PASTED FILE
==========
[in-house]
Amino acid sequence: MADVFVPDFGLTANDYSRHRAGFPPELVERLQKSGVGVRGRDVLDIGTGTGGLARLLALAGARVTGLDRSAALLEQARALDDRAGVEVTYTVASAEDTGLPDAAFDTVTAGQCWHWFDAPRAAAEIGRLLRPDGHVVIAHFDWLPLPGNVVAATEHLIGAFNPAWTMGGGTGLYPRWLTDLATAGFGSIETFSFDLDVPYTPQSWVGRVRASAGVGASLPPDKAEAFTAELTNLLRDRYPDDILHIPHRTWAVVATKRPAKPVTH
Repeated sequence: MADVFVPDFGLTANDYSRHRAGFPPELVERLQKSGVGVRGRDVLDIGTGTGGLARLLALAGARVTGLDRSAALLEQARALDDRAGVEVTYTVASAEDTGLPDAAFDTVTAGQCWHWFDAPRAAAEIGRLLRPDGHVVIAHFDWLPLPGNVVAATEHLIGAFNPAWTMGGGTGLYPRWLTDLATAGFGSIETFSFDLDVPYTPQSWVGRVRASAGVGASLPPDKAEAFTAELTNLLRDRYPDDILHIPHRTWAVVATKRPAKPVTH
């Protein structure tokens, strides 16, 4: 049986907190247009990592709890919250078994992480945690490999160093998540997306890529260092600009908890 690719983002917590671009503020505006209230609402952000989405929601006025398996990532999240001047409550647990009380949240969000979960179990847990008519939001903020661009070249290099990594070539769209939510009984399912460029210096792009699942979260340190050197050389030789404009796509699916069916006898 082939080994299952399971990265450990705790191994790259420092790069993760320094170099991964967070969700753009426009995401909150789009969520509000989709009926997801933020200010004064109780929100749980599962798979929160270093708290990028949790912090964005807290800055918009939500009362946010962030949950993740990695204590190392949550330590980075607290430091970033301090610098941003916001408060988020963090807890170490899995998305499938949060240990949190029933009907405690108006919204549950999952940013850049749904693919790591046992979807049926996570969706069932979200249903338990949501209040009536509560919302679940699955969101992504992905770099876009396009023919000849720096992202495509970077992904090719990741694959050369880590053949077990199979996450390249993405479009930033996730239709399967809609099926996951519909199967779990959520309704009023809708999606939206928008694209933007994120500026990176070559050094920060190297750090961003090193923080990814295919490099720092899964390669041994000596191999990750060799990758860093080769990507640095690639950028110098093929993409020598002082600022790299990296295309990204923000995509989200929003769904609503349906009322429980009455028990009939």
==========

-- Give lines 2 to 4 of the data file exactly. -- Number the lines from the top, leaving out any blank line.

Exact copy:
Amino acid sequence: MADVFVPDFGLTANDYSRHRAGFPPELVERLQKSGVGVRGRDVLDIGTGTGGLARLLALAGARVTGLDRSAALLEQARALDDRAGVEVTYTVASAEDTGLPDAAFDTVTAGQCWHWFDAPRAAAEIGRLLRPDGHVVIAHFDWLPLPGNVVAATEHLIGAFNPAWTMGGGTGLYPRWLTDLATAGFGSIETFSFDLDVPYTPQSWVGRVRASAGVGASLPPDKAEAFTAELTNLLRDRYPDDILHIPHRTWAVVATKRPAKPVTH
Repeated sequence: MADVFVPDFGLTANDYSRHRAGFPPELVERLQKSGVGVRGRDVLDIGTGTGGLARLLALAGARVTGLDRSAALLEQARALDDRAGVEVTYTVASAEDTGLPDAAFDTVTAGQCWHWFDAPRAAAEIGRLLRPDGHVVIAHFDWLPLPGNVVAATEHLIGAFNPAWTMGGGTGLYPRWLTDLATAGFGSIETFSFDLDVPYTPQSWVGRVRASAGVGASLPPDKAEAFTAELTNLLRDRYPDDILHIPHRTWAVVATKRPAKPVTH
């Protein structure tokens, strides 16, 4: 049986907190247009990592709890919250078994992480945690490999160093998540997306890529260092600009908890 690719983002917590671009503020505006209230609402952000989405929601006025398996990532999240001047409550647990009380949240969000979960179990847990008519939001903020661009070249290099990594070539769209939510009984399912460029210096792009699942979260340190050197050389030789404009796509699916069916006898 082939080994299952399971990265450990705790191994790259420092790069993760320094170099991964967070969700753009426009995401909150789009969520509000989709009926997801933020200010004064109780929100749980599962798979929160270093708290990028949790912090964005807290800055918009939500009362946010962030949950993740990695204590190392949550330590980075607290430091970033301090610098941003916001408060988020963090807890170490899995998305499938949060240990949190029933009907405690108006919204549950999952940013850049749904693919790591046992979807049926996570969706069932979200249903338990949501209040009536509560919302679940699955969101992504992905770099876009396009023919000849720096992202495509970077992904090719990741694959050369880590053949077990199979996450390249993405479009930033996730239709399967809609099926996951519909199967779990959520309704009023809708999606939206928008694209933007994120500026990176070559050094920060190297750090961003090193923080990814295919490099720092899964390669041994000596191999990750060799990758860093080769990507640095690639950028110098093929993409020598002082600022790299990296295309990204923000995509989200929003769904609503349906009322429980009455028990009939």